something to be true.
You will be evaluating 3 media about the origins of life (i.e., abiogenesis, “life from nonlife”).
How life originated is a fundamental question in science, but also theology. Science estimates the
Earth to be 4.54±0.05 billion years old, with life on Earth appearing at least 3.5 billion years ago.
You will be analyzing three types of media for their presentation of data and theory about the
origins of life and then thinking about how/why data and theory are utilized as they are.
a) Analysis of media: (1) An article from about.com, a commonly referenced website for basic information (2) An excerpt from a science textbook focusing on evolution (3) A video from Coldwater Media, a Christian educational films company
For each of the media, box theories, theoretical models, & predictions based on theories
and underline data and data models. Alternatively, you can use two different color
highlighters! Make sure to provide a key linking the colors to data versus theory.
For the video, you will need to write down key statements of data and theory; you are
advised to re-watch the video several times to capture as many statements as possible.
b) You will also be interpreting your results to answer several questions.
Preliminary questions (do these before you analyze the media)
1. Make a hypothesis about the proportion of data vs theory in these media. (Do you think
they will be the same for all media? Different? How? Why? Explain your rationale.)
2. This kind of analysis doesn’t lend itself to a 50% data:50% theory null hypothesis. What
do you think a reasonable ratio of data to theory would be? Why?
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Media #1: Website article
Understanding Chemical Evolution (Heather Scoville, Evolution Expert on About Education);
The term “chemical evolution” can be used in many different ways
depending on the context of the words. If you are speaking to an
astronomer, then it could be a discussion about how new elements are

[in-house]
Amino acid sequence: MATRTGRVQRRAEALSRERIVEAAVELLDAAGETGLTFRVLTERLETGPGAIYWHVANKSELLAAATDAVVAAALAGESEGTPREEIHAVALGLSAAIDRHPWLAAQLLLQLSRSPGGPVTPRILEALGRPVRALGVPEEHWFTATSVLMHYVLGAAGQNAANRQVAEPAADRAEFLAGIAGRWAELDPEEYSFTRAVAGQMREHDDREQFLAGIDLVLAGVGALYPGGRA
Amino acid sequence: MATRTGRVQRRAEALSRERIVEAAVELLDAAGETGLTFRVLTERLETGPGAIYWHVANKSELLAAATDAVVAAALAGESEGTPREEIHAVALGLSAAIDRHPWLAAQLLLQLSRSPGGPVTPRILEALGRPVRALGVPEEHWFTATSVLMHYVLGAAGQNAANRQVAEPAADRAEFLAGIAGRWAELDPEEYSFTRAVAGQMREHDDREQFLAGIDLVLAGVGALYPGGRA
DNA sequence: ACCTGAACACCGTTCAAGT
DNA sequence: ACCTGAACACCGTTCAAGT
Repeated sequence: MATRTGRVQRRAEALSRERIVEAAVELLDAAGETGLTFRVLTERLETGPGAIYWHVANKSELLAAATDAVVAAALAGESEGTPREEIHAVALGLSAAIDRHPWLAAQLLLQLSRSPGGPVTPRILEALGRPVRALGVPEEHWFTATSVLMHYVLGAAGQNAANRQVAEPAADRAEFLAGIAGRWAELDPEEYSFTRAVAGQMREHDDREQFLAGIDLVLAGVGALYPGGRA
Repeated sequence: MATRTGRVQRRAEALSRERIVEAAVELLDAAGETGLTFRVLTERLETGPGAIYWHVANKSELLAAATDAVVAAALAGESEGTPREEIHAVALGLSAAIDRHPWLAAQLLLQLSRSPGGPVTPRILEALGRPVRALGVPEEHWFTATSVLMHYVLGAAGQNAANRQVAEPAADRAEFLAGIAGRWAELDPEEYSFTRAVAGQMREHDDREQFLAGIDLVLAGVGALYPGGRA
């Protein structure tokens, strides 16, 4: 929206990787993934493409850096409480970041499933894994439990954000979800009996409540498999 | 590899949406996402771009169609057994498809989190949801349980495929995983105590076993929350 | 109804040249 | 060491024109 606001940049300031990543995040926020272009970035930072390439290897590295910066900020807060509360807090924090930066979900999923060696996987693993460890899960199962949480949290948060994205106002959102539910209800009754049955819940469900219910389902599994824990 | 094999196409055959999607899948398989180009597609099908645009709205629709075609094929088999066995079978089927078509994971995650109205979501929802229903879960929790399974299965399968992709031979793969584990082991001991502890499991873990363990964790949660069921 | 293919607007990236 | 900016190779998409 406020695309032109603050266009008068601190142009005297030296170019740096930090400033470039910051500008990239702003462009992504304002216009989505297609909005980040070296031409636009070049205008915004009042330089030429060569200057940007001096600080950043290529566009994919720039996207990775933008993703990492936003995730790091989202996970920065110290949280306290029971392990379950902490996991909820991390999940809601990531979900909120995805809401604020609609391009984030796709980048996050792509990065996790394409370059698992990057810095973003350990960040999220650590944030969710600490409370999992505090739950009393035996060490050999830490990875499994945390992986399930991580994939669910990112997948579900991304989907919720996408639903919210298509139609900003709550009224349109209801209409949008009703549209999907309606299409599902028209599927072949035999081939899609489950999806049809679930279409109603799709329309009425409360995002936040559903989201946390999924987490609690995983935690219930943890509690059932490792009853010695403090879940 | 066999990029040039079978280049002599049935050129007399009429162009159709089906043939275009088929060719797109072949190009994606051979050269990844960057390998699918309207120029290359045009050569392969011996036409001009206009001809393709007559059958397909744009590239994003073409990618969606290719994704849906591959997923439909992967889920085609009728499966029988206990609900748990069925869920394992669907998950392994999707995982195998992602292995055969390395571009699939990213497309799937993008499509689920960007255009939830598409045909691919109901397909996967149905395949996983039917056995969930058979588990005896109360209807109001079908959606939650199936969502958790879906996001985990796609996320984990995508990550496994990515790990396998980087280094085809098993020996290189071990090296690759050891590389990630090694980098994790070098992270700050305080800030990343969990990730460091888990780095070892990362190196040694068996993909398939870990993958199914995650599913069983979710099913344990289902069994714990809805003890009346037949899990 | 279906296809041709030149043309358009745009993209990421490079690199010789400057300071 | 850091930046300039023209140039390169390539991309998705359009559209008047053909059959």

formed during supernovas. Chemists may believe chemical evolution
pertains to how oxygen or hydrogen gases “evolve” out of some types
of chemical reactions. In evolutionary biology, on the other hand, the
term “chemical evolution” most often is used to describe the hypothesis
that organic building blocks of life were created when inorganic
molecules came together. Sometimes called abiogenesis, chemical
evolution could be how life started on Earth.
The Earth’s environment when it was first formed was very different
than it is now. The Earth was somewhat hostile to life and so the
creation of life on Earth did not come for billions of years after the Earth
was first formed. Because of its ideal distance from the sun, the Earth is
the only planet in our solar system that is capable of having liquid water in the orbits the planets are in now. This
was the first step in chemical evolution to create life on Earth.
The early Earth also did not have an atmosphere surrounding it to block ultraviolet rays which can be deadly to the
cells that make up all life. Eventually, scientists believe a primitive atmosphere full of greenhouse gases like carbon
dioxide and perhaps some methane and ammonia, but no oxygen. This became important later in the evolution of
life on Earth as photosynthetic and chemosynthetic organisms used these substances to create energy.
So just how did abiogenesis or chemical evolution happen? No one is completely certain, but there are many
hypotheses. It is true that the only way new atoms of non-synthetic elements can be made are through the
supernovas of extremely large stars. All other atoms of elements are recycled through various biogeochemical